CPD was one of the hot topics at the recent NEU conference; hot enough, in fact, for one member of the teaching union to suggest that it is “bollocks”.
It’s a strong statement. And if it’s one that applies to professional development in your school, somebody needs to take action, urgently.
I’m not saying that all CPD works well.
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Most teachers have anecdotes about bad CPD that they have endured (myself included, over a 20-year career). The worst of it can be truly terrible: reactionary, tokenistic, faddy, top-down, sporadic and often costly as schools buy in consultants or send staff out on standalone courses that provide an interesting day, a lovely lunch, yet quickly become a distant memory once back at the chalkface.
But CPD is an entitlement and the Department for Education’s Standard for Teachers' Professional Development states that it “must be prioritised by school leadership”.
Teachers deserve high-quality, expert development throughout their careers, and they also have a responsibility to take ownership. As Dylan William, professor of educational assessment at University College London, says, every teacher needs to improve, not because they are not good enough but because they can be even better.
And this is something that so many teachers are doing informally; engaging in evidence and professional conversations, often across schools, offering support and expertise, giving their time and empowering others. Look no further than the rise of researchED, which has connected thousands.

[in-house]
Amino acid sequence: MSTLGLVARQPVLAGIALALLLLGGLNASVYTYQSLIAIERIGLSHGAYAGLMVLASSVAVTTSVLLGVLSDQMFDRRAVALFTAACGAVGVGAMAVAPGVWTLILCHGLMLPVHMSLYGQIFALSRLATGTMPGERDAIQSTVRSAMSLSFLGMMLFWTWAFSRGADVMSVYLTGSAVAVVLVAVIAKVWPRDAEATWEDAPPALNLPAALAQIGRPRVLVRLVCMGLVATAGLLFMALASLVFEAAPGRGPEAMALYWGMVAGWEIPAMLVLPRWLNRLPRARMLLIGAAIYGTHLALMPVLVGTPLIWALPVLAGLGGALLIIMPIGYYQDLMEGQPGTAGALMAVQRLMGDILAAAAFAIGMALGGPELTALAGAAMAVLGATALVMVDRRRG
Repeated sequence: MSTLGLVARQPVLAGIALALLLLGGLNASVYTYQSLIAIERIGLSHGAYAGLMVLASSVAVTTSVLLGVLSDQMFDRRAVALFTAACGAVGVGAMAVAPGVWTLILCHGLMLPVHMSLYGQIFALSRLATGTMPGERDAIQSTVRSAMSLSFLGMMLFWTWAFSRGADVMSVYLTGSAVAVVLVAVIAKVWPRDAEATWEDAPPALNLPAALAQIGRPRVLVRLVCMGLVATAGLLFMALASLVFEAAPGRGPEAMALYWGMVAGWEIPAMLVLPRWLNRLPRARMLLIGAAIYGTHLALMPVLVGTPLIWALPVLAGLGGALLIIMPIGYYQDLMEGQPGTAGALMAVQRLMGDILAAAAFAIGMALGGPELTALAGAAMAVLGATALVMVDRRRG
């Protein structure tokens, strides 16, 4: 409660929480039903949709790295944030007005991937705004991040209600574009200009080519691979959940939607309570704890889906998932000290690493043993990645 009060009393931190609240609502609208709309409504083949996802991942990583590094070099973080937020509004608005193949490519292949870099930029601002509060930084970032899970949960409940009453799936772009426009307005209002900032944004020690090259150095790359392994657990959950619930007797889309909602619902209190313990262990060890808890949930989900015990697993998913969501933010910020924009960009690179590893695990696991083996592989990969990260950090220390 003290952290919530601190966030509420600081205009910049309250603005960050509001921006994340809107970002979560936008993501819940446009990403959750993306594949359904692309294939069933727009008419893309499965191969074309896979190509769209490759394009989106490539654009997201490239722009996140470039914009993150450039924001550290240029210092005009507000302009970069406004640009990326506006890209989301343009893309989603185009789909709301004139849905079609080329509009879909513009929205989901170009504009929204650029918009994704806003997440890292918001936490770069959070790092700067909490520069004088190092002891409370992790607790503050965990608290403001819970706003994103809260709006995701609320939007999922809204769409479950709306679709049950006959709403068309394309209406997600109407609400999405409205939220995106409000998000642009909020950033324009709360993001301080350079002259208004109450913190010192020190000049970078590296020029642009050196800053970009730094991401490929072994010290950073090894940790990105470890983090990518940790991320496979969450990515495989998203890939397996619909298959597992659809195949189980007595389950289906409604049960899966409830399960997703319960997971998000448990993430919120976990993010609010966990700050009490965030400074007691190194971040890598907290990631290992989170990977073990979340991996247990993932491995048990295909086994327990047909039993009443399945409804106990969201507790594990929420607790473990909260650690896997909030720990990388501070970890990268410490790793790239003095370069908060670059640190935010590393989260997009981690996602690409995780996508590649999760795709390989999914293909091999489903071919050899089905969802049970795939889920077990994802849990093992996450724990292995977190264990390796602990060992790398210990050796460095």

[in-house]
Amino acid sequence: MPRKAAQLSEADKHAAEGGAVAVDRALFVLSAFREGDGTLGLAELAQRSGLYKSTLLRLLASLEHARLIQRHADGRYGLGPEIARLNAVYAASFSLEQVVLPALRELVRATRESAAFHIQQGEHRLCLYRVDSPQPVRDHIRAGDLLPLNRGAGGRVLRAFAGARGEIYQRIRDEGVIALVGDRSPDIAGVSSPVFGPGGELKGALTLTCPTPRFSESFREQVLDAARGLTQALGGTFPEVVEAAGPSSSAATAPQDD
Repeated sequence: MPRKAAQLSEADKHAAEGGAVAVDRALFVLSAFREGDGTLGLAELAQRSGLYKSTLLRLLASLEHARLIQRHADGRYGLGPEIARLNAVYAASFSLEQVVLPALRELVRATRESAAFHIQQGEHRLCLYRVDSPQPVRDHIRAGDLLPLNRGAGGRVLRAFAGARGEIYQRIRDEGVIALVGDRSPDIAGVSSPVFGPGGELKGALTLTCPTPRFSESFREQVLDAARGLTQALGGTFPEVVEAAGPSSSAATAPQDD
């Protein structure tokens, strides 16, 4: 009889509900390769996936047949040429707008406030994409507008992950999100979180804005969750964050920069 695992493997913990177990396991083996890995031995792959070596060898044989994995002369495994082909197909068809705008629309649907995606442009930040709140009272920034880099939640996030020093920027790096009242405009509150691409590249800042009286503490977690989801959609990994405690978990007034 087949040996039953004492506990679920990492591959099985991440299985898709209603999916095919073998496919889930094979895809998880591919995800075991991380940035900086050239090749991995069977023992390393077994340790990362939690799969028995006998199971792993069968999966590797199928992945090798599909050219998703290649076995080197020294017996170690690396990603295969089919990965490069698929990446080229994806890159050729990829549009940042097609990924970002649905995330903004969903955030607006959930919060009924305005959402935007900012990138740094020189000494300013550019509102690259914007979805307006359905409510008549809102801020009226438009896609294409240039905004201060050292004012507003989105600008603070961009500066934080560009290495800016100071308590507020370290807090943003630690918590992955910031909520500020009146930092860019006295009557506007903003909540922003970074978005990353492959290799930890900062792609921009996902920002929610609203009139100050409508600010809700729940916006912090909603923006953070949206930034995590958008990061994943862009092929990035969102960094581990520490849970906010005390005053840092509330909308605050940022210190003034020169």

So what does good, school-based CPD look like?
Good CPD is frequent
The best CPD is iterative and has regular rhythm. One-off sessions are likely, unfortunately, to remain just that.
It’s important to have one priority and embed this. The EEF Implementation Guidance Report suggests using a logic model to plan for implementation and evaluation.
Everything works somewhere. Do you really need to focus on metacognition or is that simply the latest buzz word? Make sure the problem is driving the solution and not the other way around.
Generic CPD alone is ineffective. Interleave whole-school sessions with allocated subject sessions. Allow the experts to lead (although that doesn’t always means heads of department). Utilise the subject knowledge from your school.
A culture of consuming evidence is key; research leads should support colleagues at all levels to be research-aware. Meanwhile, look at establishing CPD libraries or reading groups and encourage professional conversation.
It involves choice
Top-down CPD should be avoided at all costs. Teachers need to be empowered and trusted to know the context of their classrooms. The disciplined inquiry model creates a culture of reflection, allowing teachers to engage with one aspect of their practice.
Joanne Tiplady is an English teacher, research lead and literacy coordinator at Beverley High School in East Yorkshire